CAMPBELL, California, January 30, 2014 (ENS) – The world’s largest EV charging network, ChargePoint, knows a thing or two about “charge rage” from dealing with its 15,300 U.S. charging locations, half of them located at workplaces.

By the end of 2013, EV and plug-in vehicles on American roads had reached nearly 170,000, with about 10,000 sales in December alone. Many of these EV drivers need to charge up at work, and workplaces have become sites of charge rage as drivers compete for access to the charging stations.

charging station

This charging station is mine! (Photo by Erik Weber)

Frustrated EV drivers have unplugged other people’s cars without their permission, even while they were still charging, creating animosity between employees. Even EV-driving employees at companies in America’s high-tech Silicon Valley core are finding it hard to charge their cars at work.

ChargePoint says common courtesy demands that EV drivers don’t unplug other people even if they in desperate need of a charge. “On the other hand” says the company,  “if you don’t need a full charge, leave a note letting folks know it’s OK to unplug you.”

For drivers, courtesy requires that they don’t hog an EV parking space and only park in designated charging spots if they need to charge.

Chargepoint has compiled a list of how companies are dealing with a rising demand for charging at work, how they are avoiding charge rage by keeping drivers happy and plugged in.

Five Tips for Avoiding Charge Rage

1. Workplaces have recognized they need one charging spot for every two EVs. This allows people to plug in when they get to work and then move their charged car at lunch so others can plug in during the afternoon.

Chargepoint is urging businesses to anticipate the future popularity of electric vehicles and the resulting need for charging stations and install enough of them now to meet future demand.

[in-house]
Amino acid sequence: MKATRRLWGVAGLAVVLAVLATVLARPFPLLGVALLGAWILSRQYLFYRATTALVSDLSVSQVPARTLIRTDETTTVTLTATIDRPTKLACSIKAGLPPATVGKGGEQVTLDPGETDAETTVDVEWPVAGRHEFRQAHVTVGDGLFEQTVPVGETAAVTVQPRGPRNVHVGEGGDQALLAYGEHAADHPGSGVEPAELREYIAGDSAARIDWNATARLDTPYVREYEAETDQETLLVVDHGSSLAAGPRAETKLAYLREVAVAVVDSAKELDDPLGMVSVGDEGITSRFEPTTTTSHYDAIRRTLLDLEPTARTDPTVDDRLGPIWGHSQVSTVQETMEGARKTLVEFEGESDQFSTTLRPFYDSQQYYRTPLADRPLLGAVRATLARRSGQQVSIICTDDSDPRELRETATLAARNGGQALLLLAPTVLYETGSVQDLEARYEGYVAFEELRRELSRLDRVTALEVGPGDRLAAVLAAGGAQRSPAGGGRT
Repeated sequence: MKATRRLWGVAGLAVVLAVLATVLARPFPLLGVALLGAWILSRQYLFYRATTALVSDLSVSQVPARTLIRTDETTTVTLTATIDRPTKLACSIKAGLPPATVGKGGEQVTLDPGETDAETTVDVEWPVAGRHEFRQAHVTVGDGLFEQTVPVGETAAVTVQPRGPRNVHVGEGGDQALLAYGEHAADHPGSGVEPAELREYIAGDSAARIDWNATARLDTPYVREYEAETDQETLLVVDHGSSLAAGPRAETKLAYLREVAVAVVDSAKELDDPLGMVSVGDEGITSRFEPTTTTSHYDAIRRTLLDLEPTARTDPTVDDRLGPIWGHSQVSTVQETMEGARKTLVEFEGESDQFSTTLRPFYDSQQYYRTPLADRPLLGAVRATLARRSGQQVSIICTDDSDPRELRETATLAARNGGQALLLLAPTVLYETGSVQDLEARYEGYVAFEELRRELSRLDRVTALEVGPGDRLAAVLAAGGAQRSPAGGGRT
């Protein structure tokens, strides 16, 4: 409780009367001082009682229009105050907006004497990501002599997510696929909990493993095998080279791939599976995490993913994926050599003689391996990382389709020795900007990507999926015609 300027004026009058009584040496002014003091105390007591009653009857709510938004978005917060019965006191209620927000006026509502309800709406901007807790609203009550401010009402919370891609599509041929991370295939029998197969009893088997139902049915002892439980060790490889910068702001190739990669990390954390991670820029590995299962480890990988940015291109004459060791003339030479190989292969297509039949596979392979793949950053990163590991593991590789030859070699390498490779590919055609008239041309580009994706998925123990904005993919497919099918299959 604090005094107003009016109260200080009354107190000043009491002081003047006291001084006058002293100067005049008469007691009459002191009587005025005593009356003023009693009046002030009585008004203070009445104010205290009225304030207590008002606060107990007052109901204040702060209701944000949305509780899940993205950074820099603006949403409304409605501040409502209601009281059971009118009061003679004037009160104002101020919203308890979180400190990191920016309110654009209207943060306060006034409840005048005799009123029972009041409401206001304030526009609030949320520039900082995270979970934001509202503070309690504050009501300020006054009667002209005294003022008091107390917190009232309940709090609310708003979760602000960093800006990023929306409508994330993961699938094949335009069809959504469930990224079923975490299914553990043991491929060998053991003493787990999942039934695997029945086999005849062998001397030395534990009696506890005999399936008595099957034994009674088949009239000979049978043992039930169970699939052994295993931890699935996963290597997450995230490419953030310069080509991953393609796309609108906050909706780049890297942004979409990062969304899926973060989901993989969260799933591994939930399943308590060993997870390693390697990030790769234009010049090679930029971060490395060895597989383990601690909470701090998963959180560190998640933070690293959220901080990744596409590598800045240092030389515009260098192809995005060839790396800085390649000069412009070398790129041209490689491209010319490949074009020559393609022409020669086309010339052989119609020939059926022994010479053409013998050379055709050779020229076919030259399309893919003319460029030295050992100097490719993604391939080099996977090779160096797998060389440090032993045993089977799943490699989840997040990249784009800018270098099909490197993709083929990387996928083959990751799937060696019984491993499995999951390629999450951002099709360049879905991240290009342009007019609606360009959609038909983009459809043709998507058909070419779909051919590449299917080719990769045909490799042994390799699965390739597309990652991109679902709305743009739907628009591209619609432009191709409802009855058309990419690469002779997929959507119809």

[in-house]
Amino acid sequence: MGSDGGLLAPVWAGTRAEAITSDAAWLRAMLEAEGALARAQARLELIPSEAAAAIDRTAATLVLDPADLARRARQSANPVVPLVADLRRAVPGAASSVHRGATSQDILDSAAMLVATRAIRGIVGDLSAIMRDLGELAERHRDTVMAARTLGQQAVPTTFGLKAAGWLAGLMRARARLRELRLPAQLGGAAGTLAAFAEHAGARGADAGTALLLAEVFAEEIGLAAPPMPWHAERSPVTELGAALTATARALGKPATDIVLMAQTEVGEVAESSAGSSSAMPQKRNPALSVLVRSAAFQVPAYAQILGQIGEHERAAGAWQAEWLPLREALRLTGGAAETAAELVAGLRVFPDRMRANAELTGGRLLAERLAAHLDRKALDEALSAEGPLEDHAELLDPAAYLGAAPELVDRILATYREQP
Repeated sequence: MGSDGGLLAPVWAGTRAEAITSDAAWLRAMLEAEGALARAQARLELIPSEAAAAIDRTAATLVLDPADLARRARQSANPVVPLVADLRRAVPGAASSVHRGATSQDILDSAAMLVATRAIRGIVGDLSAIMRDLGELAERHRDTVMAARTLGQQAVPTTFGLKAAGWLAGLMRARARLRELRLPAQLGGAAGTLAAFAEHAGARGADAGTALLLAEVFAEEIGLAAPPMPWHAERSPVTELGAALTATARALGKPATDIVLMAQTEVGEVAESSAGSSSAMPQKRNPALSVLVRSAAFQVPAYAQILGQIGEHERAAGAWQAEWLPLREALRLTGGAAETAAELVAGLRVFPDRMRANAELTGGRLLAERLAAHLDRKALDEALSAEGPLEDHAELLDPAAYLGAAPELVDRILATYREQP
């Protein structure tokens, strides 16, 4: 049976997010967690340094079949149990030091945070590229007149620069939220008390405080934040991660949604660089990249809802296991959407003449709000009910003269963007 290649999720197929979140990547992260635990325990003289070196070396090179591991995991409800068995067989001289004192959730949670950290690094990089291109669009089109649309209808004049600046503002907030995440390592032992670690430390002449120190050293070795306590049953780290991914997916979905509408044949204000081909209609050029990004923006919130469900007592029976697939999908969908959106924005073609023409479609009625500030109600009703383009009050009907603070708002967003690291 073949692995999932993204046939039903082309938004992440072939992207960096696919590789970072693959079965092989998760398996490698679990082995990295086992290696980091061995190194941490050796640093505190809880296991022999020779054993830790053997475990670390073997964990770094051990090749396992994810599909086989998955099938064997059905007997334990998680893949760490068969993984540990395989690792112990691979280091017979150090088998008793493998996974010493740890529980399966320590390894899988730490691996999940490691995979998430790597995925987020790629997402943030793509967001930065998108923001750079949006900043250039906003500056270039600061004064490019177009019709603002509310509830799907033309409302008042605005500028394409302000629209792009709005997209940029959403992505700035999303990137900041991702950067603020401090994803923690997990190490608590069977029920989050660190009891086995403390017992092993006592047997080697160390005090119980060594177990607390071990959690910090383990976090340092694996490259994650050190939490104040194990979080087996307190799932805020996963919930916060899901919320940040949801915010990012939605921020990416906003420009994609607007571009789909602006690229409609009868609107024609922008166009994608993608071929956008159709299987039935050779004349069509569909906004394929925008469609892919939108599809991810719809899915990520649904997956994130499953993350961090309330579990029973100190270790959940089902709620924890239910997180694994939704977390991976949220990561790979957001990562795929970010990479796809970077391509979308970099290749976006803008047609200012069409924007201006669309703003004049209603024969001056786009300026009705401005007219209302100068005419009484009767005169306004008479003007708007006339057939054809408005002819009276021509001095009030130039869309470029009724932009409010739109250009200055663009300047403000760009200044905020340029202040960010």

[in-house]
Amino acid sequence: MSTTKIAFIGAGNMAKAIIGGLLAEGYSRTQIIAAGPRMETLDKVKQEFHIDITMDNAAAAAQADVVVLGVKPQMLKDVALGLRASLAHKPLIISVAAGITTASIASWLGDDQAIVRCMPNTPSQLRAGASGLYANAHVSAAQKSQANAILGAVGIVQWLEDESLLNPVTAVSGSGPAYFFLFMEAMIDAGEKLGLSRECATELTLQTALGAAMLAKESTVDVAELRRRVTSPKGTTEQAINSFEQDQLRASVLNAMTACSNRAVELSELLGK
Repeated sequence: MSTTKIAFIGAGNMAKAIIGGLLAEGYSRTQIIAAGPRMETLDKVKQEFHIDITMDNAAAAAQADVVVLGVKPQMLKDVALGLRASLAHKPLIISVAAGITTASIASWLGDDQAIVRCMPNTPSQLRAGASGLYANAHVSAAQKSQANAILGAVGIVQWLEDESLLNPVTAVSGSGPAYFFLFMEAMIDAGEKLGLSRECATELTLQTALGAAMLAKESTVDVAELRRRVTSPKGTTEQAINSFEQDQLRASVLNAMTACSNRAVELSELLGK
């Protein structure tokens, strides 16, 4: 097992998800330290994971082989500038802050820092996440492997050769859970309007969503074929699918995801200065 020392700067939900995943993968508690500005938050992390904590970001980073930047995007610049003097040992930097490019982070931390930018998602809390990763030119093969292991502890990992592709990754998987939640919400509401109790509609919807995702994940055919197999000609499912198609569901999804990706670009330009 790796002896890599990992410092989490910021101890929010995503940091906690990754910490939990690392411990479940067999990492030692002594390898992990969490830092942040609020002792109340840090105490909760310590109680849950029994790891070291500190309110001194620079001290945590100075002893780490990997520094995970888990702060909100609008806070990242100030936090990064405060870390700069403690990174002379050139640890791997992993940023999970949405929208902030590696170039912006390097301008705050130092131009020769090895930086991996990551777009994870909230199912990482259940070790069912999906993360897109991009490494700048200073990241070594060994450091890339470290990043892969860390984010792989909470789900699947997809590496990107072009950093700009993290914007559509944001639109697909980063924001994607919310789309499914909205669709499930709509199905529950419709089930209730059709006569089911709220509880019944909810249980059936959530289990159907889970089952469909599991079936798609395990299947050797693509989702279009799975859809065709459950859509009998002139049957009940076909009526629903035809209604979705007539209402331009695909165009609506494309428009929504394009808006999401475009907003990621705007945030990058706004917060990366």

2. Location is crucial. Install the stations in a place that allows multiple parking spots to access the charging port. Ensure there is adequate signage that makes it clear the parking spots are for plug-in vehicles.

3. A “Valet Bowl” helps keep those in demand charging stations from standing idle for long. Some companies have a bowl at the front desk where employees leave their keys so that their car, once charged, can be moved to make room for another employee.

4. Companies have found that creating a community dashboard or email list connecting EV drivers within a company is a good way to ensure cooperation and efficiency in getting everyone plugged in and charged.

5. Some companies treat EV parking spots like a conference room and enable employees to reserve them in advance. ChargePoint allows companies to set up a reservations feature that drivers can access via mobile app and website.

ChargePoint makes advanced hardware and cloud based software. ChargePoint’s open network is utilized by many leading EV hardware makers and the company encourages all EV charging manufacturers to join.

Every 10 seconds, a U.S. driver connects to a ChargePoint station and by initiating over 3.7 million charging sessions, ChargePoint drivers have saved over three million gallons of gasoline and driven 65 million gas-free miles.

ChargePoint’s real-time information network on the availability of charging locations throughout the nation comes with the ChargePoint mobile app, online and via the navigation systems in several EVs, including the new BMW i3 and the Nissan Leaf.

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